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Great Yarmouth shop worker jailed for selling illegal tobacco

PUBLISHED: 16:49 29 June 2015 | UPDATED: 16:20 30 June 2015

Norfolk Trading Standards raids on commercial premises in Great Yarmouth.
 Illegal tobacco products found hidden at the rear of the shop inside a storage heater.

Picture: James Bass

Norfolk Trading Standards raids on commercial premises in Great Yarmouth. Illegal tobacco products found hidden at the rear of the shop inside a storage heater. Picture: James Bass

A shopworker who sold counterfeit illegal tobacco has been jailed for eight months by a judge who said he had put people’s health in danger.

Norfolk Trading Standards raids on commercial premises in Great Yarmouth.
Illegal tobacco products found hidden at the rear of the shop on St Peter's Road. 

Picture: James Bass Norfolk Trading Standards raids on commercial premises in Great Yarmouth. Illegal tobacco products found hidden at the rear of the shop on St Peter's Road. Picture: James Bass

Ghazi Ali, 35, was found by Norfolk Trading Standards officers to be selling the tobacco at the International Food Store in St Peter’s Road, Great Yarmouth.

Norwich Crown Court heard on Monday that despite a series of raids by the officers, Ali continued to sell the counterfeit goods which was concealed in “sophisticated” hiding places to try to avoid detection,

David Wilson prosecuting, said tobacco was found hidden in a hole in the wall, under a kitchen unit and under floorboards and a storage heater.

Mr Wilson said that in some of the raids a tobacco search dog was used to find the hidden goods.

A man being led away by police for questioning after the tobacco raids. 

Picture: James Bass A man being led away by police for questioning after the tobacco raids. Picture: James Bass

The fake brands included Golden Virginia tobacco, Palace cigarettes and L & M cigarettes.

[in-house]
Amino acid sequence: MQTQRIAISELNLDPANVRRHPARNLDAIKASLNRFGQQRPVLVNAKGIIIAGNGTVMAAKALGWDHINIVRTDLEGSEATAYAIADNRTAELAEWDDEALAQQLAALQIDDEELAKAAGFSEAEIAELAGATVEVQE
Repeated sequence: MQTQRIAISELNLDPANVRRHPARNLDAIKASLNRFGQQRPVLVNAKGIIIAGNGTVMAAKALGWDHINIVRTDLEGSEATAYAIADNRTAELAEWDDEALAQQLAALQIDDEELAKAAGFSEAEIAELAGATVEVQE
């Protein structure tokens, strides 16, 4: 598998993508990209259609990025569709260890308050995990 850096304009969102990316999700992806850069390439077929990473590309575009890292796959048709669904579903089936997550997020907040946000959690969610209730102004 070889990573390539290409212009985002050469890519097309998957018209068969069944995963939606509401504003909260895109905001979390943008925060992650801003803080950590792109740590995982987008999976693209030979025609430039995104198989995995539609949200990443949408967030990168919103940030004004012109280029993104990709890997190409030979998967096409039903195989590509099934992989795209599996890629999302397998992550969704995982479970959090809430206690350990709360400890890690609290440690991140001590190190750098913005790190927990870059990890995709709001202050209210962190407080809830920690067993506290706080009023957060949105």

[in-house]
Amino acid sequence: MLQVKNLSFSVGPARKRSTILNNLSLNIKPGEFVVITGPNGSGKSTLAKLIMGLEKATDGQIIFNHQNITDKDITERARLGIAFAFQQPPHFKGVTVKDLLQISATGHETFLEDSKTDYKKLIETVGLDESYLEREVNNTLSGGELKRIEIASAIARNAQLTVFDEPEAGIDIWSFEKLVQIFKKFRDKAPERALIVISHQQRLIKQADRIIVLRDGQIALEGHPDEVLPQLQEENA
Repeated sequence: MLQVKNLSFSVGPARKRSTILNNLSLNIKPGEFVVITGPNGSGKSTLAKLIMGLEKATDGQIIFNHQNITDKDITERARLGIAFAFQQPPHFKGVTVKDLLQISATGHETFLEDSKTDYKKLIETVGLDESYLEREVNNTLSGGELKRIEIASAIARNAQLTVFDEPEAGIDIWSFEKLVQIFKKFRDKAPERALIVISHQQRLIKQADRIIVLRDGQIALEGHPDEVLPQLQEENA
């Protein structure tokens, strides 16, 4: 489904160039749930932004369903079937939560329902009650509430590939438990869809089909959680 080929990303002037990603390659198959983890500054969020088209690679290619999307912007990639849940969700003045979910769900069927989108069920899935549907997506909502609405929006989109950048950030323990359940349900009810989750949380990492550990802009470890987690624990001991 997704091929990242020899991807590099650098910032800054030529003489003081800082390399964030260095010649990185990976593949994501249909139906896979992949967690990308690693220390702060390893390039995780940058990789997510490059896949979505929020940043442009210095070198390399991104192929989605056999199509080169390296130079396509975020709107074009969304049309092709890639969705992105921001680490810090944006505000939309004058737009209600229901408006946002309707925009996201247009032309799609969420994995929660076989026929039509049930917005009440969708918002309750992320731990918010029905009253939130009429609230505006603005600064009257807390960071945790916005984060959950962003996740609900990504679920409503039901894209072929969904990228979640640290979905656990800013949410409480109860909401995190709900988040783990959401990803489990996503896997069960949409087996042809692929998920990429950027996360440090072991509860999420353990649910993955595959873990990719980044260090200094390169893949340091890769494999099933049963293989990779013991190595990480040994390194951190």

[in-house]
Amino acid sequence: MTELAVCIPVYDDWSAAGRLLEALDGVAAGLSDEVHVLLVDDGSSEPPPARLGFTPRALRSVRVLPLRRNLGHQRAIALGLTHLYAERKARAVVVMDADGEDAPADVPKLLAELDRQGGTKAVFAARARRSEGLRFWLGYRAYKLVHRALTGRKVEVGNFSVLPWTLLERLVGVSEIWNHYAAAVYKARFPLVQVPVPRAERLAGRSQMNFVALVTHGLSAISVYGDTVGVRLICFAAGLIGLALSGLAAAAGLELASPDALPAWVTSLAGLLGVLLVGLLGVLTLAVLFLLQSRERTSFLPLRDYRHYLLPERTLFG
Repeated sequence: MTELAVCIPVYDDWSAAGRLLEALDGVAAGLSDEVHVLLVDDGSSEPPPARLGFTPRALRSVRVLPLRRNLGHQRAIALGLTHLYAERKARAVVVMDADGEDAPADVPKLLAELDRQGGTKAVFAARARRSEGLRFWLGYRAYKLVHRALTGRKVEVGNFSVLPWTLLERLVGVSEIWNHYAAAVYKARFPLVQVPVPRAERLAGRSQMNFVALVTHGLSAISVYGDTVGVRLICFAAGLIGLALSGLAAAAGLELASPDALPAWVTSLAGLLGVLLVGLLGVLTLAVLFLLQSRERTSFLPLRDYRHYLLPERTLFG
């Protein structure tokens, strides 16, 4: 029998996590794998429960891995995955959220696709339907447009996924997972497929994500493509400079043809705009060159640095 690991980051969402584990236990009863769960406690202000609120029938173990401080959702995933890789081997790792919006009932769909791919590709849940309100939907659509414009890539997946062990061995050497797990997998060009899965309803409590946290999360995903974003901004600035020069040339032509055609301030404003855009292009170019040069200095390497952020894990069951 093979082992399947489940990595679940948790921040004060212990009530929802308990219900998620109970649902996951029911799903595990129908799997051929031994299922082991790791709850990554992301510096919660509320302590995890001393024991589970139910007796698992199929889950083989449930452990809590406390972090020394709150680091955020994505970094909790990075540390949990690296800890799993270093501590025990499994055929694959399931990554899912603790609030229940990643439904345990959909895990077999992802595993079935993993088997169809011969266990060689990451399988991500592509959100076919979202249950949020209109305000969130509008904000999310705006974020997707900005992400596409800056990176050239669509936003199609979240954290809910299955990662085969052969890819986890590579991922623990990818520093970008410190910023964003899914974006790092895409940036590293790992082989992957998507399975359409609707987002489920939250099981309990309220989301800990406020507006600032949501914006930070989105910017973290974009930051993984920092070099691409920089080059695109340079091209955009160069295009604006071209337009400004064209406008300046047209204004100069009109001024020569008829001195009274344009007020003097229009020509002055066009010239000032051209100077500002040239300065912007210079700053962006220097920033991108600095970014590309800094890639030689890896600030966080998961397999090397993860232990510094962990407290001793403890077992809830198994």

Mr Wilson said: “In each of the searches of International Food Store, concealed areas within the store were used. These were a deliberate attempt to defeat trading standards due to the increasing volume of searches by the department.

He said during the first raid on May 1, 2013 a total of 916 packets of cigarettes were seized along with 59 pouches of rolling tobacco.

On April 10 last year, 292 packets of cigarettes and 44 pouches of tobacco were found hidden under a kitchen unit, and other items seized included 109 packs of cigarettes and 29 pouches of tobacco under the stairs and 208 packets of cigarettes from a storage heater.

There was another raid on June 24, last year, where 180 packets of cigarettes were found under floorboards.

When arrested Ali produced a prepared statement in which he claimed he was a simply an employee and had no knowledge of the illegal tobacco.

The court heard that Ali, of Wollaston Road, Lowestoft admitted 10 charges involving possession and supply of counterfeit tobacco and was also found guilty following a trial of five other charges he faced and was sent to the crown court for sentence by magistrates.

Sentencing him, Judge Stephen Holt said that he had put public health at risk with the fake tobacco and said it was in a different category to counterfeit clothing: “Counterfeit cigarettes on the other hand can bring significant dangers to those that smoke them.”

He said that there was a significant loss to the revenue through the illegal trade and said they posed a danger to people’s health,

“The message has to go out to those that are selling counterfeit cigarettes and tobacco, which is so prevalent in this county, that a custodial sentence is the only sentence that can be passed.”

Andrew Oliver, for Ali, said that he just worked at the shop and others, who were more involved, had gone back to Iraq.

“He has been left holding the baby and has to accept his involvement in it.”

He said that Ali had no ownership in the business and was not involved in hiding the tobacco.

He said he was at low risk of re-offending.

Jon Peddle, of the county council’s Trading Standards team said: “This is a good outcome for people in Norfolk and the result of a thorough investigation by the team.

“Selling illegal tobacco is not a victimless crime and people like Mr Ali who deal in it don’t care who they sell it to - often preying on some of our most vulnerable residents, including children and young smokers.

“We all know that smoking carries high health risks and no parent or carer wants their child to do it.

“So I am pleased the judge has sent out a clear message that this kind of activity has no place in our towns and villages.

“More and more people are refusing to turn a blind eye to it, and communities can help us to keep these kind of businesses off their streets by telling Crimestoppers anonymously or reporting it to citizens advice who will pass information to us in Trading Standards to investigate.”

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